# $\sum_{n=1}^\infty (1 - \cos \frac1n)^\alpha\log n$

How do I find for which values of $\alpha \in \mathbb{R}$ the sum converges?

$$\sum_{n=1}^\infty (1 - \cos \frac1n)^\alpha\log n$$

I have tried using the following techniques:

• Comparison test. Hard to compare with $\sum_{n=1}^\infty\frac1{n^\alpha}$ as there is no similarity.
• Limit comparison test. Comparing with $\sum_{n=1}^\infty \frac1{n^\alpha}$, I get no information, as the limit is zero and $\sum_{n=1}^\infty \frac1n$ diverges. (Also tried for small cases of $n$.)

The other convergence criteria do not seem to be handy in this particular exercise at all.

This should be very easy, what am I doing wrong?

Thanks!

• Do you see how to bound $\cos(1/n)$ in terms of $n^{-2}$? – Gerry Myerson Aug 9 '13 at 11:46
• @GerryMyerson, I do not. Maybe the same way Harald suggested in his post? – David Aug 9 '13 at 11:59

Hint: $$1-\cos\frac1n \sim \frac1{2n^2}$$ as $n\to\infty$. So you can compare your series with $$\sum_{n=1}^\infty\frac{\log n}{n^{2\alpha}}.$$ And you can compare that from one side with $$\sum_{n=1}^\infty\frac{1}{n^{2\alpha}},$$ and from the other with $$\sum_{n=1}^\infty\frac{1}{n^{2\alpha-\varepsilon}}$$ for any $\varepsilon>0$.

(Edited to include more detail after the discussion in the comments.)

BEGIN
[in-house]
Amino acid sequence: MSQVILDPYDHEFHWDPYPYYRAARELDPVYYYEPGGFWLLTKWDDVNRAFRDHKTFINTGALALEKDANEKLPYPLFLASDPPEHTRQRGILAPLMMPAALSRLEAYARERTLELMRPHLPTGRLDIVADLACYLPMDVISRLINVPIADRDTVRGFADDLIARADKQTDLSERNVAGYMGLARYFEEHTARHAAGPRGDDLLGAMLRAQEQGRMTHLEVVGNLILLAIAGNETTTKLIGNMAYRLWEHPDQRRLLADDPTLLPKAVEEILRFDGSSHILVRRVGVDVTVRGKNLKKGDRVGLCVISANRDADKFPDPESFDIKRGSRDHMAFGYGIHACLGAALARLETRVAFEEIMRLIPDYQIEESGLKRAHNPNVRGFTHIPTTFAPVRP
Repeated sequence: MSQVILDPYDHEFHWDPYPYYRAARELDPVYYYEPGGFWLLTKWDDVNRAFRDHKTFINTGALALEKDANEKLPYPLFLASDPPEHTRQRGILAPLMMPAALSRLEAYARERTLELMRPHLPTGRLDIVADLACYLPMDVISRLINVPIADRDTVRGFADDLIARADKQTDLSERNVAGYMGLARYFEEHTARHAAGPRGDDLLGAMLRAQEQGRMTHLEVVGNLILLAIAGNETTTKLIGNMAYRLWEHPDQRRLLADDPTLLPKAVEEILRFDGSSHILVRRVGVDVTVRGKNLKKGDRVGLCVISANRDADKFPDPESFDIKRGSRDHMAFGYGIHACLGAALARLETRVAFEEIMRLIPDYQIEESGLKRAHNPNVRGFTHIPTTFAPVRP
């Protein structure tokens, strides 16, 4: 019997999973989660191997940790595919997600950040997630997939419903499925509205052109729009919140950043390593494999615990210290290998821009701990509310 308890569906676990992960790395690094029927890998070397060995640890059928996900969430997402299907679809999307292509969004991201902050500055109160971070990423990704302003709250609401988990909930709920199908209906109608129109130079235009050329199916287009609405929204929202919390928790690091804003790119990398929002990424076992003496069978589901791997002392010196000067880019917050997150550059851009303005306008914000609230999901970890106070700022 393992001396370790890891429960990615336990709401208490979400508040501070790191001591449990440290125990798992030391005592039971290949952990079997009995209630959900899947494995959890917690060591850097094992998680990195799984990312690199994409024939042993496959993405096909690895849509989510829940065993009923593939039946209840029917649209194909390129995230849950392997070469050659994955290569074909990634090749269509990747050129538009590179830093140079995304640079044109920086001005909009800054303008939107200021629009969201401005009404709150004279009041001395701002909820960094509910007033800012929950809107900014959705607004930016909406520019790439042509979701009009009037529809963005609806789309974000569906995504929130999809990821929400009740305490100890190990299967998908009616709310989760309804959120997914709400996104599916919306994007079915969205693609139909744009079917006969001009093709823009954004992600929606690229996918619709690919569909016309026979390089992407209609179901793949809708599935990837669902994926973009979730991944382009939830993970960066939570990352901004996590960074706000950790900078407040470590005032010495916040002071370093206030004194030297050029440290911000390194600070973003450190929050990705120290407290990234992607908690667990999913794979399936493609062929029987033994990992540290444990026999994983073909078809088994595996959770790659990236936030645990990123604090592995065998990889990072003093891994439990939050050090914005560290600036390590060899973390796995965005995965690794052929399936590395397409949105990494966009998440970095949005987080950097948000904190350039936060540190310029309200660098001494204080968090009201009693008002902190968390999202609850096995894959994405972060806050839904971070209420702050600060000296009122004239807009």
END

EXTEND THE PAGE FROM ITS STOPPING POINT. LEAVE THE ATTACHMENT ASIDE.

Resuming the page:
Yet another edit, adding more detail: For the last bit, you need to know that $\log n<n^\varepsilon$ for large $n$, if $\varepsilon>0$. If you put $x=n^\varepsilon$, this can be rewritten as $\log x^{1/\varepsilon}<x$ for large $x$, which in turn simplifies to $\log x<\varepsilon x$ when $x$ is large enough. But that follows from $$\lim_{x\to\infty}\frac{\log x}{x}=0.$$ This very fundamental equality can easily be shown using l'Hôpital's rule, but it is so important you should know it by heart.

• Missing a $1/2$? – Gerry Myerson Aug 9 '13 at 11:52
• I got this; this comes from the fact that $\lim_{n \to\infty} \frac{1 - \cos\frac1n}{\frac1{n^2}} = \frac12$. I have noticed this, but comparing the sum with both $\sum_{n=1}^\infty \frac1{n^\alpha}$ and $\sum_{n=1}^\infty \frac1{n^{2\alpha}}$, I got nowhere. – David Aug 9 '13 at 11:58
• The point is, you can use this to compare your sum to $\sum n^{-2a}\log n$. Then the question is, can you tell which values of $a$ make $\sum n^{-2a}\log n$ converge? – Gerry Myerson Aug 9 '13 at 12:03
• That seems to be the problem. When I reduced the problem to the convergence of $\sum n^{-2\alpha}\log n$, it seemed to be improper form for appropriate discussion. I know that $\sum \frac1{n^\alpha}$ will converge $\forall \alpha > 1$. But I have to compensate for $\log n$ in the numerator. I could divide both the numerator and the denominator by $n$ getting $\sum \frac{\frac{\log n}n}{n^{2\alpha - 1}}$, but I could also divide by $\sqrt{n}$ getting different constraints for the values of $\alpha$ for which the series converges. – David Aug 9 '13 at 12:12
• Try thinking about it this way: $\log(n)$ is eventually smaller than any positive power of $n$. So, if $2\alpha>1$, write $2\alpha=1+\epsilon$, $\epsilon>0$, and note that $\log(n)$ is much smaller than $n^{\epsilon/2}$. Then, you have to consider the case when $2\alpha\leq 1$; what can you do comparison-wise with this? – Nick Peterson Aug 9 '13 at 12:42

In this answer, all the bounds will be explicit. There are no "for large enough $x$" type statements.